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Wolff, R. L.; Hazard, H. W. (ed.) / Volume II: The later Crusades, 1189-1311
(1969)

I: The Norman Kingdom of Sicily and the Crusades,   pp. 2-43 PDF (56.8 KB)


Page 42

42 A HISTORY OF THE CRUSADES II 
program of Mediterranean expansion in three directions, towards North Africa,
Constantinople, and the Near East. As regards North Africa, Henry fell heir
to the agreement between William II and the "king of Africa" (emir
of Tunis), received the tribute, and continued in good commercial relations
with him. To settle his account, both inherited and personal, with the emperor
in Constantinople, Henry wrested from the weak Alexius III Angelus the concession
of a high annual tribute. Finally, for his ambitious plans in the Near East
he proclaimed, prepared, and launched a crusade, the first German expedition
to start from Italian bases.53 The crusade began under good auspices, for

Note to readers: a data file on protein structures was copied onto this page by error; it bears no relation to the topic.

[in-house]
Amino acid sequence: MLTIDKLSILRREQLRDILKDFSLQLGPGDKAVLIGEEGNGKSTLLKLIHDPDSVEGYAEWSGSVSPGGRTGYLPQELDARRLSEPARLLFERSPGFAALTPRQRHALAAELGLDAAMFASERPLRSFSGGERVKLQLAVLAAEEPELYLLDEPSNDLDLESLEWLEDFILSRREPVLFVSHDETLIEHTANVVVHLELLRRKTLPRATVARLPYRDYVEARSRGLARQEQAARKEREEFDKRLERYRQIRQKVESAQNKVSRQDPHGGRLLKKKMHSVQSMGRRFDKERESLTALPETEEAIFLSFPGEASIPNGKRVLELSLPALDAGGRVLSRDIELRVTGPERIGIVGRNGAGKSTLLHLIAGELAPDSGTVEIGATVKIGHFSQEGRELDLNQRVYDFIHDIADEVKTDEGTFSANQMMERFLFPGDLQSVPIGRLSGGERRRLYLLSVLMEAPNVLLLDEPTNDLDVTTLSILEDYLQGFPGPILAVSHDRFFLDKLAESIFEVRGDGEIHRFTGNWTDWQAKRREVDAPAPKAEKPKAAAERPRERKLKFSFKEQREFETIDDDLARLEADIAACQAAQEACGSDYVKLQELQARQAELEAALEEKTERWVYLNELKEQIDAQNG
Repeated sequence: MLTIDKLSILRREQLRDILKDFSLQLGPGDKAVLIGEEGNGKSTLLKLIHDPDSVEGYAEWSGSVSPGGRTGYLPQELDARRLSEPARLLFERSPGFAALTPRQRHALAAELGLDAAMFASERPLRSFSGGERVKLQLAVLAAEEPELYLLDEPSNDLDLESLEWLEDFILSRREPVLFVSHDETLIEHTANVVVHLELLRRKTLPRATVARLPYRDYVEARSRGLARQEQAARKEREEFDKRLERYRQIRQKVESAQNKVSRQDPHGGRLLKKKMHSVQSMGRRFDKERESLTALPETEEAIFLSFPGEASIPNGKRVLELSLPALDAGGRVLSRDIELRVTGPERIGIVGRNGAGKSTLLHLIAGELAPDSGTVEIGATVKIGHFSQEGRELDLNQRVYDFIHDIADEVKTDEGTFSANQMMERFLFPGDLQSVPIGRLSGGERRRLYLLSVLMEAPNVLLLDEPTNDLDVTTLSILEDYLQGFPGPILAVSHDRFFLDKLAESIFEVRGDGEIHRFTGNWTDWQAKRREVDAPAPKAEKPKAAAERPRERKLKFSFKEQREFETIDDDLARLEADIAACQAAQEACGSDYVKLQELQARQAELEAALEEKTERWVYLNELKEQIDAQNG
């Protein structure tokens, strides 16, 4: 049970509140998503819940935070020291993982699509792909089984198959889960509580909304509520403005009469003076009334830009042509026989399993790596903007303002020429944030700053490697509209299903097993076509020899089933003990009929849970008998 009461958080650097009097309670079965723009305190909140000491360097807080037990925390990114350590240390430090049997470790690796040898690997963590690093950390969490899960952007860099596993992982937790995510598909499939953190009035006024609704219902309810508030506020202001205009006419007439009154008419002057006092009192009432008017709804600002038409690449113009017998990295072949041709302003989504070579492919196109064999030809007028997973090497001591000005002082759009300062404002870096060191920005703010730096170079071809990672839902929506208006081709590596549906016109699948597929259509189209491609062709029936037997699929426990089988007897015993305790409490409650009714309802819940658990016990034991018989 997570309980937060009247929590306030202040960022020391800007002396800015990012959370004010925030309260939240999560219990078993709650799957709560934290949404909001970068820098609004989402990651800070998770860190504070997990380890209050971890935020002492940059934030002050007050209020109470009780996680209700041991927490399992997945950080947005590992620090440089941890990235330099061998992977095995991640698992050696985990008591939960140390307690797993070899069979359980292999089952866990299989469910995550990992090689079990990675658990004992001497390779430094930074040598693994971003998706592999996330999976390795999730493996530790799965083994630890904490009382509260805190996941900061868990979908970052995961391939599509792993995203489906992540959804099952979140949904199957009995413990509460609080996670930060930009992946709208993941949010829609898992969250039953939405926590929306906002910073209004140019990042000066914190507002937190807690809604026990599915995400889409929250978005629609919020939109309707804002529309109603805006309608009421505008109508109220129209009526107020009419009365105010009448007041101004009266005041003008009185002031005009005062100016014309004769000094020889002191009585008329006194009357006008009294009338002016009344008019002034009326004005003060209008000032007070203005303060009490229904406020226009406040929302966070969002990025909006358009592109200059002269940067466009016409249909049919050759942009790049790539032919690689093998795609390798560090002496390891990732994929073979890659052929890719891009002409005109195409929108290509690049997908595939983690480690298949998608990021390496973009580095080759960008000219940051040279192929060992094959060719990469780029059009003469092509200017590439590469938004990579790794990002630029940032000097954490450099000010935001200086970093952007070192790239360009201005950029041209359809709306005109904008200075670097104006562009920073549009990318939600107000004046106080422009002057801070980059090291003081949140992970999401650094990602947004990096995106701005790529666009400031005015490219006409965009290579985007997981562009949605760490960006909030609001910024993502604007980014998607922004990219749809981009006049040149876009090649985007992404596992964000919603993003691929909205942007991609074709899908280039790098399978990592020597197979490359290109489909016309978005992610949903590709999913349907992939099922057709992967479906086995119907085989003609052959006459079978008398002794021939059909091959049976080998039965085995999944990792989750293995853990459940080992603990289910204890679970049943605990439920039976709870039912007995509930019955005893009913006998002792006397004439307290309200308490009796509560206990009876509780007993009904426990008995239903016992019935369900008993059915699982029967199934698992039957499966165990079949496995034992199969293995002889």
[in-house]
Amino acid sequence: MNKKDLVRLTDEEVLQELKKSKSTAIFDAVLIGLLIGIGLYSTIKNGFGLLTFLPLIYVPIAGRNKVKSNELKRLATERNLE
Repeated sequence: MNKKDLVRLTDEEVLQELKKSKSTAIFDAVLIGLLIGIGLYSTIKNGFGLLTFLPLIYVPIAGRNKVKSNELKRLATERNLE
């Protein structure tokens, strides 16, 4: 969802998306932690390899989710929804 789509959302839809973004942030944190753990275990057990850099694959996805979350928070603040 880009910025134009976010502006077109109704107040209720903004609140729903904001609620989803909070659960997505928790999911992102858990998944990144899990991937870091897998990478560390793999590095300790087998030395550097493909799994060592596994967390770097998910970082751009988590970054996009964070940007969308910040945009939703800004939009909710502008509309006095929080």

even before it got under way, king Leon II of Cilician Armenia and king Aimery
of Cyprus (the later titular king of Jerusalem) asked to receive their crowns
and lands at the hands of Henry or his representative. But death cut short
all these hopes, and it was Henry's son Frederick II who was destined to
be the first king of Sicily to wear the crown of Jerusalem, although by then
not much more than prestige would be attached to The traditional Norman-Sicilian
policy would inspire and direct later kings of Sicily, the Hohenstaufen Manfred
and the Angevin Charles. But the great days of Sicilian prominence in the
politics and commerce of the Mediterranean had come to an end with the death
of William II. 
 53 See below, chapter III, pp. 116-122. 
 54 See below, chapter XII, pp. 442-462. 


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